The new PM admittedBritain’s favourite newspaper played a big part in swinging millions of voters behind New Labour.

He told party bigwigs our support was vital in spreading the message that the party was fit to govern.

A source close to Mr Blair said: “The Press has made a huge difference in this campaign.

“If we’d had The Sun going at us hell-for-leather onEurope, it could have been a different story.”

It is the SECOND time in five years that a political leader has said “Thanks my Sun” for helping him to electoral triumph. After John Major clinched victory from Labour at the 1992 poll, Tories admitted: “It’s The Sun what won it.”

Mr Blair was swift to give credit to our role in his win when he looked back over his 34-day election trail.

He believes the size of his majority was down to the success of his carefully-run campaign – and getting the message across.

But he was also thankful for a series of own-goals from the Tories, whose election strategy he branded “a shambles.”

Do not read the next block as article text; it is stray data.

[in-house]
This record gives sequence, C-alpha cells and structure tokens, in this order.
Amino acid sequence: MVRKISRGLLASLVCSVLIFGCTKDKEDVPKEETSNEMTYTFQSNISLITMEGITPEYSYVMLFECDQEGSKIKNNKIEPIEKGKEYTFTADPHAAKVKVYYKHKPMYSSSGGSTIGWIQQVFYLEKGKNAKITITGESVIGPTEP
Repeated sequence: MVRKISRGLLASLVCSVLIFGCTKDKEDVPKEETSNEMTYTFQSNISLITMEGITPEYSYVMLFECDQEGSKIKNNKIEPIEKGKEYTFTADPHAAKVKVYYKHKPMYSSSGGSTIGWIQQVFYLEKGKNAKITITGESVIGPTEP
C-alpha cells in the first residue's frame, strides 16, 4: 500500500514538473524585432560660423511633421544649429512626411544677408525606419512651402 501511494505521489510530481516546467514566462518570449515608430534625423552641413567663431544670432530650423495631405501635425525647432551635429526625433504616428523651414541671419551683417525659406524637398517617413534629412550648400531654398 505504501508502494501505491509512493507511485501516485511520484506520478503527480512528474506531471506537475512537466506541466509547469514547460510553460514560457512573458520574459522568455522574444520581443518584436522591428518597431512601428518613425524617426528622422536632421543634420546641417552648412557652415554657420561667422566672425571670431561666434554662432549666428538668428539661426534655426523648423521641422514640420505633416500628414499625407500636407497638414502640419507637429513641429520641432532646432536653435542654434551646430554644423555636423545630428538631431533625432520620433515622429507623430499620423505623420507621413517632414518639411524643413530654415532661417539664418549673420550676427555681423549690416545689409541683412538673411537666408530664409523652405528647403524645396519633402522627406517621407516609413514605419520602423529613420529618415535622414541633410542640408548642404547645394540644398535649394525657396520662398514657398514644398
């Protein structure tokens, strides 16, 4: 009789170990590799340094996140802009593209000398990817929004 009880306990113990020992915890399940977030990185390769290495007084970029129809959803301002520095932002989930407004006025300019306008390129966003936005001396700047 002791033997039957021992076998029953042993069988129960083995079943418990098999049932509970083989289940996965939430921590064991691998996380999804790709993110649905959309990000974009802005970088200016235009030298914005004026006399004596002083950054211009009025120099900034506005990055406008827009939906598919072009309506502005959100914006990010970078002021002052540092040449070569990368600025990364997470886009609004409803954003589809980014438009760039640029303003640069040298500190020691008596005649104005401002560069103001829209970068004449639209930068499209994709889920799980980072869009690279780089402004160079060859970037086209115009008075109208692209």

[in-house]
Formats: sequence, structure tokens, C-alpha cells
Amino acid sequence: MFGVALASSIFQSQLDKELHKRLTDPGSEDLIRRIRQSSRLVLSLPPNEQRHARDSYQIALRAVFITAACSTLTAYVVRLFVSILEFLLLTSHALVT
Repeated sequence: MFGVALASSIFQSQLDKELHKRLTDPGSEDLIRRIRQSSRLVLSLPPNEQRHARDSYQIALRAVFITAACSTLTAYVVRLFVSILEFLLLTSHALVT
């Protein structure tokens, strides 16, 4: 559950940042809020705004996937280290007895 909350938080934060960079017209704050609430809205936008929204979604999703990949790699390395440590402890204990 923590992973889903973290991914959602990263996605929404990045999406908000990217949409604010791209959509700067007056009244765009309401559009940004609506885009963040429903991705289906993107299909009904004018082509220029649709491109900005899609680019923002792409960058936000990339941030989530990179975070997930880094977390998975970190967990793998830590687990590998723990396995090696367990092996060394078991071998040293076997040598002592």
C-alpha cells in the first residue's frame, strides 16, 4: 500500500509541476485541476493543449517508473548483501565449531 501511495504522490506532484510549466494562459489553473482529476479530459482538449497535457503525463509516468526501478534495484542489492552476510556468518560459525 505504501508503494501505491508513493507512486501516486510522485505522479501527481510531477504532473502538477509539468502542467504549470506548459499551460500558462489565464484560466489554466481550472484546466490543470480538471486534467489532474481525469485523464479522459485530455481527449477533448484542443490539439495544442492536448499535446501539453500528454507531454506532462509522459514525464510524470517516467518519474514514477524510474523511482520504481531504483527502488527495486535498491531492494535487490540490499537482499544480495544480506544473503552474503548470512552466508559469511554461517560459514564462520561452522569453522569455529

A senior source in the Labour leadership camp said: “We did an awful lot right and they didn’t score many points on the key issues.

“One of their big mistakes was thinking a long campaign would suit them. In fact, it was great for us. We are used to it. We ran an extremely successful campaign. Our message was loud and clear. We were all singing from the same hymn sheet.

“But if there is one person responsible for the result, it is Tony.

“He was fantastic and this will give him added strength when he moves into No 10 as Prime Minister.”

For the first time, officials admitted Mr Blair was hit by the jitters as John Major tried to make him crack.

Slick

Tories even put an undercover “gaffe watch” unit on the Labour leader and deputy John Prescott for three weeks. But they called off the spy team when they failed to find a single chink in Labour’s slick campaign strategy.

A source added: “Tony would be the first to admit he was very tense at the start of the campaign.

“Although he knew much time and effort would be spent trying to discredit him, I don’t think it dawned on him until it started.

“There was a certain amount of tension. The last weeks have meant a huge change in his family’s lives.

“He grew in confidence and stature as time went on, and by the final week he was really motoring. It has been superb to watch him go.”

Mr Blair admitted last night he feels SORRY for John Major. A source said: “He has some sympathy, but thinks Mr Major never faced up to the difficulties in the Tory Party.”